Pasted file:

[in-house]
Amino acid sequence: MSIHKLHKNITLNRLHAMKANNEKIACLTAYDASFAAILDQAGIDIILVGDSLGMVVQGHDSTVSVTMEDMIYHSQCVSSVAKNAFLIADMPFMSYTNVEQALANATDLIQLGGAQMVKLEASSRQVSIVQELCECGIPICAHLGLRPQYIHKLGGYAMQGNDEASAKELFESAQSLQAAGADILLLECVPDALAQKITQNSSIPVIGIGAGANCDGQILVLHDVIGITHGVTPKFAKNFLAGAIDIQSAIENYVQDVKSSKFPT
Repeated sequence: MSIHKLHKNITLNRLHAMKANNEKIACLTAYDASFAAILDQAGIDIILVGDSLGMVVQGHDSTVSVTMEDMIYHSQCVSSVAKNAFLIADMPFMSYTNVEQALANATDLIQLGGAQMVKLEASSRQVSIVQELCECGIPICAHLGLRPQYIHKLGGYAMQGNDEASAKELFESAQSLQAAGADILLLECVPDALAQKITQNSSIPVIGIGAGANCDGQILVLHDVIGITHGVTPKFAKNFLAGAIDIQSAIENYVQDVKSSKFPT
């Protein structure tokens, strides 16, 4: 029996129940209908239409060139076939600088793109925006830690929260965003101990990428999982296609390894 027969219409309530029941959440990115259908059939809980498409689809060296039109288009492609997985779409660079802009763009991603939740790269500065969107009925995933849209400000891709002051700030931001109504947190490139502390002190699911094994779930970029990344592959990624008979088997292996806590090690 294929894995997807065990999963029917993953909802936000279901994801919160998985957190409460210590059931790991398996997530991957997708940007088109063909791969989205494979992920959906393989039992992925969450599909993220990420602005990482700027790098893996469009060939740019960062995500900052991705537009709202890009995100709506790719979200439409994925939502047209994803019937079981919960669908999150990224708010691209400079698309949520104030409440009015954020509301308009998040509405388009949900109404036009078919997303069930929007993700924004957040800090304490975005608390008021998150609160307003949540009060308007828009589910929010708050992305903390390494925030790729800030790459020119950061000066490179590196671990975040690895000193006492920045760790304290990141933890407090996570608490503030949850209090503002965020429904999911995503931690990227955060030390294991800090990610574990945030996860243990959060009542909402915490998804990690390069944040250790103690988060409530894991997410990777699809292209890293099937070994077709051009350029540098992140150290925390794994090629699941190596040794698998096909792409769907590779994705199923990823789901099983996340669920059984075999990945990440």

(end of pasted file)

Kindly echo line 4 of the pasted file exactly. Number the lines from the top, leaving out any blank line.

């Protein structure tokens, strides 16, 4: 029996129940209908239409060139076939600088793109925006830690929260965003101990990428999982296609390894 027969219409309530029941959440990115259908059939809980498409689809060296039109288009492609997985779409660079802009763009991603939740790269500065969107009925995933849209400000891709002051700030931001109504947190490139502390002190699911094994779930970029990344592959990624008979088997292996806590090690 294929894995997807065990999963029917993953909802936000279901994801919160998985957190409460210590059931790991398996997530991957997708940007088109063909791969989205494979992920959906393989039992992925969450599909993220990420602005990482700027790098893996469009060939740019960062995500900052991705537009709202890009995100709506790719979200439409994925939502047209994803019937079981919960669908999150990224708010691209400079698309949520104030409440009015954020509301308009998040509405388009949900109404036009078919997303069930929007993700924004957040800090304490975005608390008021998150609160307003949540009060308007828009589910929010708050992305903390390494925030790729800030790459020119950061000066490179590196671990975040690895000193006492920045760790304290990141933890407090996570608490503030949850209090503002965020429904999911995503931690990227955060030390294991800090990610574990945030996860243990959060009542909402915490998804990690390069944040250790103690988060409530894991997410990777699809292209890293099937070994077709051009350029540098992140150290925390794994090629699941190596040794698998096909792409769907590779994705199923990823789901099983996340669920059984075999990945990440």